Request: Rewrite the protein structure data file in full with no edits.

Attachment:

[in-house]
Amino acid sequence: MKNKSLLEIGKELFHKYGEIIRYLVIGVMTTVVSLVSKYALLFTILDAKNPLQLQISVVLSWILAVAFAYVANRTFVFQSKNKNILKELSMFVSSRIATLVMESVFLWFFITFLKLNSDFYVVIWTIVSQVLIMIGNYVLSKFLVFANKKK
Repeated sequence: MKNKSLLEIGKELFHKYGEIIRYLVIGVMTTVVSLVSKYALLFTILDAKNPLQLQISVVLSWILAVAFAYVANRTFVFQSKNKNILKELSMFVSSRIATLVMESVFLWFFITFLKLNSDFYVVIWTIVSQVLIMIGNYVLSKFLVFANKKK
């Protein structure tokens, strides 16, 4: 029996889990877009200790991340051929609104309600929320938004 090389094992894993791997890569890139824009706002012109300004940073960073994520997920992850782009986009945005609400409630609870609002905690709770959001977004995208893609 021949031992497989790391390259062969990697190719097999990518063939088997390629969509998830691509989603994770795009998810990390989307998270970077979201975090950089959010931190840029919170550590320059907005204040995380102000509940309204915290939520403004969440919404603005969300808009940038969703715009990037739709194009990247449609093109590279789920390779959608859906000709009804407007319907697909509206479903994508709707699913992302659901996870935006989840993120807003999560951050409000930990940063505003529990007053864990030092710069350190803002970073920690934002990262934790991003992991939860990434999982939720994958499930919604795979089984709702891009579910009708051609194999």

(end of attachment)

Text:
[in-house]
Amino acid sequence: MKNKSLLEIGKELFHKYGEIIRYLVIGVMTTVVSLVSKYALLFTILDAKNPLQLQISVVLSWILAVAFAYVANRTFVFQSKNKNILKELSMFVSSRIATLVMESVFLWFFITFLKLNSDFYVVIWTIVSQVLIMIGNYVLSKFLVFANKKK
Repeated sequence: MKNKSLLEIGKELFHKYGEIIRYLVIGVMTTVVSLVSKYALLFTILDAKNPLQLQISVVLSWILAVAFAYVANRTFVFQSKNKNILKELSMFVSSRIATLVMESVFLWFFITFLKLNSDFYVVIWTIVSQVLIMIGNYVLSKFLVFANKKK
């Protein structure tokens, strides 16, 4: 029996889990877009200790991340051929609104309600929320938004 090389094992894993791997890569890139824009706002012109300004940073960073994520997920992850782009986009945005609400409630609870609002905690709770959001977004995208893609 021949031992497989790391390259062969990697190719097999990518063939088997390629969509998830691509989603994770795009998810990390989307998270970077979201975090950089959010931190840029919170550590320059907005204040995380102000509940309204915290939520403004969440919404603005969300808009940038969703715009990037739709194009990247449609093109590279789920390779959608859906000709009804407007319907697909509206479903994508709707699913992302659901996870935006989840993120807003999560951050409000930990940063505003529990007053864990030092710069350190803002970073920690934002990262934790991003992991939860990434999982939720994958499930919604795979089984709702891009579910009708051609194999």